So, we’ve come to the end of another year with the usual good, bad and ugly. I was reminded of all three in my recent trip north.
My daughter lives in an apartment complex with various nationalities, plus the usual Australians. Living in such close proximity with others and the windows always open, being Queensland, reading a book on the patio was an education. From one family came the festive sounds of family and Christmas. That was encouraging. From an other came the constant sound of argument. It seemed to be the way this family operated.
My nosey eavesdropping was most disturbed by an Australian couple in their late thirties and mid forties. They seemed without family connection and responsibility. The volume of their “discussions’ made it difficult to miss – even if I wanted to. What disturbed me was that the discussions had a “teenage” quality in terms of the maturity and depth. The self obsession and “me” focused tone of the conversation seemed strange coming from people of their age. The more I look around me the more I see this particular way of behaving.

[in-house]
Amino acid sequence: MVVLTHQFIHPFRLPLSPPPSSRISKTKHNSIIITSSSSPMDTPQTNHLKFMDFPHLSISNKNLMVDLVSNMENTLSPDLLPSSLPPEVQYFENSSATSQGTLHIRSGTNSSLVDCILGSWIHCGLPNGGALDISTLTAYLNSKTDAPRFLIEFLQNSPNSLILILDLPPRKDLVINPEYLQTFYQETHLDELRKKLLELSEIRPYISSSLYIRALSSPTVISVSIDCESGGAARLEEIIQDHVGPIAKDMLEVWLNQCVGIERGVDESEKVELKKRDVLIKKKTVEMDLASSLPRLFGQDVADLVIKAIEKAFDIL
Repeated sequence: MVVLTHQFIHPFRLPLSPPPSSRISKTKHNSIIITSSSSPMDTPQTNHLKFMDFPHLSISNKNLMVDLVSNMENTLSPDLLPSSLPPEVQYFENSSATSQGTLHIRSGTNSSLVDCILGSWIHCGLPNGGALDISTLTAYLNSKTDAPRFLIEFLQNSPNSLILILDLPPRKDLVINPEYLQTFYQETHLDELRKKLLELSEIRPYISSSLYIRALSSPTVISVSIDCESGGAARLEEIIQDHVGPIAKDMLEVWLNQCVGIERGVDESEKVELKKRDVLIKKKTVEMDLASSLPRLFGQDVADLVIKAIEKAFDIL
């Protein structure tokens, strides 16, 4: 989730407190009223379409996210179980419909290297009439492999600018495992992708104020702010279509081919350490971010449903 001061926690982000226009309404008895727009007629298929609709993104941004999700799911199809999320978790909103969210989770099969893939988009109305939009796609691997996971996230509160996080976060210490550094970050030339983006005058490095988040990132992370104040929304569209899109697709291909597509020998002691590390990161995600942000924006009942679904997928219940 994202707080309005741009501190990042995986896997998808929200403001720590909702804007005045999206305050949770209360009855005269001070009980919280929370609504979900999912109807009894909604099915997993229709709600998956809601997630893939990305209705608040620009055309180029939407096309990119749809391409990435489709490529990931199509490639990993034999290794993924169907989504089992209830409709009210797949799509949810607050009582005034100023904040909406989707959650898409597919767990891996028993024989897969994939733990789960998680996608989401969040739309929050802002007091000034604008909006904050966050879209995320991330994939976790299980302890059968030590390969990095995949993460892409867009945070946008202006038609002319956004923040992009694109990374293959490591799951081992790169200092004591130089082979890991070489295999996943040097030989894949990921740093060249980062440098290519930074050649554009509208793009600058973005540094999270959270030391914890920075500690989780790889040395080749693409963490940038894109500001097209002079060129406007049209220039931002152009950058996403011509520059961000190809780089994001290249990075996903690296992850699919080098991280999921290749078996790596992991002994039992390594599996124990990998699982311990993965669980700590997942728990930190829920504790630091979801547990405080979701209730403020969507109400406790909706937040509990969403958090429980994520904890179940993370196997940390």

The American poet Robert Bly wrote about this phenomena in 1996 in his “Sibling Society”. This book reflected on the inability of many people to mature emotionally. Many people are trying to live their lives as 26 year olds for as long as they can. Living without commitment and responsibility. Of course, there are many, many young people growing and maturing wisely. I see them in my classes every week.
However, my reflection as we come to the end of another year, is that as a society, we are, and will continue to, pay dearly for our failure to grow up. Our mental health, our family stability and social fabric requires people who grow stronger and mature, and who also develop an “other” centredness that our sibling society often fails to develop. Care for others, and the ability to see beyond one’s own needs is crucial for a healthy society.
May you all have a great new year, and my prayer is that we will through word and example make a real difference to the world in which we live. That is what our King calls us to.